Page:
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Showcase lets Cirque, ballet dancers try new moves

Dance lovers can see what happens when you mix Cirque du Soleil artists with Nevada Ballet Theatre dancers when the organizations present their annual collaboration at Aria today.

For the fifth year, the performance powerhouses are collaborating on "A Choreographers’ Showcase: A Project Designed to Stimulate and Encourage Artistic Growth." The show is scheduled for 1 p.m. at Aria at CityCenter.

The project gives Cirque and Nevada Ballet Theatre artists the opportunity to explore other sides of their creative abilities.

Dancers become choreographers or perform in a style outside of their expertise.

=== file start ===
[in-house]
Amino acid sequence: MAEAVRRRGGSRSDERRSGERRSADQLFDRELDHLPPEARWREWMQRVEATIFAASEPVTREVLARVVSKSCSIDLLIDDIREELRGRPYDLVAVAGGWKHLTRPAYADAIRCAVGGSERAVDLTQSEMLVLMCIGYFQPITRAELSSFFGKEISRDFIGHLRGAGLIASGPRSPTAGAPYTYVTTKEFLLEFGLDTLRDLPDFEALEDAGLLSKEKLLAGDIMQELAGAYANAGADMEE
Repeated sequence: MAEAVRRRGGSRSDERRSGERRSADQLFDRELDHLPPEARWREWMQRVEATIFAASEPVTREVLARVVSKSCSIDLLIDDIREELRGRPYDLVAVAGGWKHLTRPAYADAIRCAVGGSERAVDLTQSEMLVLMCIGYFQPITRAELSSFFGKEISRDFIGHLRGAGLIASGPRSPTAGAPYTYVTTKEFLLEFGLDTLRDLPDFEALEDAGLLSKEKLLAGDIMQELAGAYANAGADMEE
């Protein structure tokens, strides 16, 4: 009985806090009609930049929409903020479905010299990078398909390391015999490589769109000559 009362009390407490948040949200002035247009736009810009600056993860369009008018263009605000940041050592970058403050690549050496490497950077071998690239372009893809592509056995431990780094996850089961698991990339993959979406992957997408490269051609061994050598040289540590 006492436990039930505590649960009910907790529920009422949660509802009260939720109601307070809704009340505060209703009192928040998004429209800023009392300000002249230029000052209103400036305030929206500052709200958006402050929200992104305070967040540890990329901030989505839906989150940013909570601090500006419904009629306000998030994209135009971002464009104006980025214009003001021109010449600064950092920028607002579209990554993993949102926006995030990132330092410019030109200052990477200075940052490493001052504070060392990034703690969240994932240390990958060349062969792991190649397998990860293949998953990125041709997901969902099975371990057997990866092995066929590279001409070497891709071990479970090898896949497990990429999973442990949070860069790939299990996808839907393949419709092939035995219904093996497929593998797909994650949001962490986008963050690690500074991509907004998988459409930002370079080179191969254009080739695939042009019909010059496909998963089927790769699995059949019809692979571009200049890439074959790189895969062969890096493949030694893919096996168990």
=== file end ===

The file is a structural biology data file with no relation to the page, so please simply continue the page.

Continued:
Seven artists with Cirque backgrounds and 35 dancers and choreographers from the Nevada Ballet Theatre are participating. We talked to two from Cirque and two from the ballet company about their roles in this year’s showcase.

Jennifer Haight Cirque du Soleil’s "Ka"

An expert martial artist, Haight can make her jumps, kicks, flips and sword work in "Ka" look like a dance onstage. But looks can be deceiving.

Wushu, a stylized version of kung fu that incorporates sword work, is nothing like dancing. So when Haight had the opportunity to join the showcase three years ago, she set aside her Wushu silks and put on her dance shoes.

"It’s always fun," Haight says of the showcase. "Ever since I was little, I’ve always loved to dance. It’s not necessarily my background" but the showcase gives artists the freedom to explore their hidden talents.

Haight, 25, is dancing in a piece choreographed by an acrobat from the Beatles "Love."

In the piece, Haight represents the goddess of elements, awakening earth, fire, wind and water. She will incorporate a little ballet and modern dance.

"I’m doing a little sword work, that’s pretty awesome," she says.